Exhibit of Art by famous Fukushimer (and extremely talented) Sato Gengen

I needed to return books I’ve used for my job and for my volunteer work. Also, I wanted to borrow books for research for the manuscript I am now working on.  In the photo, you can see Fukushima Prefectural Library.

My apologies for the slanted horizon. When I took the photo, I was concentrating on getting the front of the library plus the trees in the distance. You can see the leaves changing, although so far our weather has been very mild. (Too mild, in my opinion.)

See the front windows? During the Big Quake of 2011, they shattered completely. (I know this because the library has photos of the damage done by the quake.)

Because we are inland, though, Fukushima City’s buildings were NOT affected by the tsunami. The city is very far from the coast.

After the library, I headed next door to the Fukushima Prefectural Art Museum. I go to all its exhibits because I purchased a one-year pass. (A good deal!)

This exhibit was amazing! (I could not take photos inside the actual exhibit. In the photo, I am in the lobby.)

It was mostly statues and woodwork. The artist was born 130 years ago in what is now Fukushima Prefecture’s Soma Town. I asked if this artist is famous all over Japan, and was told that he is. After I saw his work, I definitely believed it. His work is fantastic!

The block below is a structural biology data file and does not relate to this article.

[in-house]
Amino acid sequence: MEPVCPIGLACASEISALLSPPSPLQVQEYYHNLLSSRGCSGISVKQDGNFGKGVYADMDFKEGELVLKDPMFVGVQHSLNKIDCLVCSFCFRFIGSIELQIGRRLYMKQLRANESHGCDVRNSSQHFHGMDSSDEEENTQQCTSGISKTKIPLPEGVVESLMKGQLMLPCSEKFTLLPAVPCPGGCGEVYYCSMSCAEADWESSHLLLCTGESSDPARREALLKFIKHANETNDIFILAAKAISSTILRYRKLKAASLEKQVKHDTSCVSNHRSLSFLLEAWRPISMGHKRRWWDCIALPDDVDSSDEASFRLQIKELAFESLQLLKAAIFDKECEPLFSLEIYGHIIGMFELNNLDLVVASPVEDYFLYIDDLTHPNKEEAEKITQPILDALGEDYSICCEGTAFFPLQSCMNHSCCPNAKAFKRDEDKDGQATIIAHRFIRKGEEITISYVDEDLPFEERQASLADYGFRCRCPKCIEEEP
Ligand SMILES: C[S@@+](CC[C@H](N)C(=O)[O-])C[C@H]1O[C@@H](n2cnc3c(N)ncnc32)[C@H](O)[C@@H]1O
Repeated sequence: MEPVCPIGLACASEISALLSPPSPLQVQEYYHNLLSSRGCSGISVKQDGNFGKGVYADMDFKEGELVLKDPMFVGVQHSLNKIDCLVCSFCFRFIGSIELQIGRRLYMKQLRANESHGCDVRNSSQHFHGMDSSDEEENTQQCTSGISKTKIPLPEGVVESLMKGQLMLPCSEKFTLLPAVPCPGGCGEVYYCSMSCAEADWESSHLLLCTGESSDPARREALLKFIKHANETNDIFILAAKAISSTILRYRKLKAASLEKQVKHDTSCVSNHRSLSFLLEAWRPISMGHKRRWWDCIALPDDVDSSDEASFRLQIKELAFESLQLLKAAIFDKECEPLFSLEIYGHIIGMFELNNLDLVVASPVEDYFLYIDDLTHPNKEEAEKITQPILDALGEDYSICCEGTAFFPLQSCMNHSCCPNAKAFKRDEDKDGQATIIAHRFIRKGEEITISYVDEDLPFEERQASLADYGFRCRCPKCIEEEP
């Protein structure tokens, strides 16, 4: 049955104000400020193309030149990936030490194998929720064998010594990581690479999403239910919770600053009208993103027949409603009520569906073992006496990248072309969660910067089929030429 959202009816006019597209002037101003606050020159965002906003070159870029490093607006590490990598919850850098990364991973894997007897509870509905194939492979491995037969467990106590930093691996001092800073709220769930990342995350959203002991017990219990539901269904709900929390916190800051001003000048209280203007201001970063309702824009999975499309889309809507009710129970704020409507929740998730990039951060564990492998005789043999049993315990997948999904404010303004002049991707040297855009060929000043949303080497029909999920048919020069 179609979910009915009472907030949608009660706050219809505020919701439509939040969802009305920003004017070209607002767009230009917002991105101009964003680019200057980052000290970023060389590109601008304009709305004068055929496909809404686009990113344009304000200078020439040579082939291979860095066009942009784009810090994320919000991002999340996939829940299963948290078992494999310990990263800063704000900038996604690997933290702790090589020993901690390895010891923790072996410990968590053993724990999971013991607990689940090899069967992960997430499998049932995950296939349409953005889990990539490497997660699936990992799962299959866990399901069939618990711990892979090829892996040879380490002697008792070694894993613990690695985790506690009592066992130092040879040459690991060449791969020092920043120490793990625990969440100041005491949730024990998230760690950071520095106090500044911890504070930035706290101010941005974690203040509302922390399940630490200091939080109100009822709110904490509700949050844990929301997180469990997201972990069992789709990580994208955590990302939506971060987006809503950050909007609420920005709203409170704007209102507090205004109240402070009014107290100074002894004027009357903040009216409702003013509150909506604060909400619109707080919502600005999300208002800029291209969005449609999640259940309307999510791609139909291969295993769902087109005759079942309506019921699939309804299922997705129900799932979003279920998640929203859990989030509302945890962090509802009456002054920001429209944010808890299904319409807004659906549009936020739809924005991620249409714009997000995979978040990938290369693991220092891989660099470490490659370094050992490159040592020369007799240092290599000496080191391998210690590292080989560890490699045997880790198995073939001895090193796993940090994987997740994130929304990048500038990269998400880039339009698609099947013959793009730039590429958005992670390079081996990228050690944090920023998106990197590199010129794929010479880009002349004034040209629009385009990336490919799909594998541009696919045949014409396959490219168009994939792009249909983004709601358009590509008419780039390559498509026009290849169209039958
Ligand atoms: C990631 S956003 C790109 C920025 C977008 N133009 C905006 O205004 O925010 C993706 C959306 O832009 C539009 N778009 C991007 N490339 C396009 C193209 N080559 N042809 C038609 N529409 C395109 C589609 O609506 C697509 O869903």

I was told that though he grew up in Fukushima, he left for college in Tokyo. Then he studied in Paris. The first part of the exhibit appeared non-Japanese–it looked influenced by European and Egyptian art. But the end of the exhibit was definitely Japanese-influenced. I can’t describe it, but I loved it.

There was one section that had sculptures of animals—and I had flashbacks to a zoo when I looked at a lizard basking on wood in a glass case! That made me think that it would be interesting to sculpt small animals (lizards, snakes, frogs) and display them in cases–like an actual herpetarium. That would be fun.

Here’s more info about Sato Gengen. (If you are wondering, Gengen–a cool name–is not his birth name. Like many Japanese artists and writers, he changed his own name to a pen name.)

https://www.gurutto-fukushima.com/detail/783/news/fukushimaguide-90730.html

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